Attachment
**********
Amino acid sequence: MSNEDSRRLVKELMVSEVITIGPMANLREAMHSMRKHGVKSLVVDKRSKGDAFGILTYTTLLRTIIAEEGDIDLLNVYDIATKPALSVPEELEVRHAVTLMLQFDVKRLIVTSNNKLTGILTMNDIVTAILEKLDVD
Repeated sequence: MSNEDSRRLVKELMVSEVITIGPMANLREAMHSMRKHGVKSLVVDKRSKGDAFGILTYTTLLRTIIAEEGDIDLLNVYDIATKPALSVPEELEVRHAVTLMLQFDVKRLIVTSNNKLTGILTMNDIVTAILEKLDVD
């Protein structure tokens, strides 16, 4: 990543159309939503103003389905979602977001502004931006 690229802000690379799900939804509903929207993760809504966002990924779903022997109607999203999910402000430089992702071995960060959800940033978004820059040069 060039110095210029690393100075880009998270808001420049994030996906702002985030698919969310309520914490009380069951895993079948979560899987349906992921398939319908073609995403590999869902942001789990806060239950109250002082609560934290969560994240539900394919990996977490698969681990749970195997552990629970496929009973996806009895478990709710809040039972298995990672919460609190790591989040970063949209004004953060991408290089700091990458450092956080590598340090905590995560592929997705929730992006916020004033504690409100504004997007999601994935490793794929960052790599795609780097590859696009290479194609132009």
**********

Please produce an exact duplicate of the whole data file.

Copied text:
Amino acid sequence: MSNEDSRRLVKELMVSEVITIGPMANLREAMHSMRKHGVKSLVVDKRSKGDAFGILTYTTLLRTIIAEEGDIDLLNVYDIATKPALSVPEELEVRHAVTLMLQFDVKRLIVTSNNKLTGILTMNDIVTAILEKLDVD
Repeated sequence: MSNEDSRRLVKELMVSEVITIGPMANLREAMHSMRKHGVKSLVVDKRSKGDAFGILTYTTLLRTIIAEEGDIDLLNVYDIATKPALSVPEELEVRHAVTLMLQFDVKRLIVTSNNKLTGILTMNDIVTAILEKLDVD
């Protein structure tokens, strides 16, 4: 990543159309939503103003389905979602977001502004931006 690229802000690379799900939804509903929207993760809504966002990924779903022997109607999203999910402000430089992702071995960060959800940033978004820059040069 060039110095210029690393100075880009998270808001420049994030996906702002985030698919969310309520914490009380069951895993079948979560899987349906992921398939319908073609995403590999869902942001789990806060239950109250002082609560934290969560994240539900394919990996977490698969681990749970195997552990629970496929009973996806009895478990709710809040039972298995990672919460609190790591989040970063949209004004953060991408290089700091990458450092956080590598340090905590995560592929997705929730992006916020004033504690409100504004997007999601994935490793794929960052790599795609780097590859696009290479194609132009």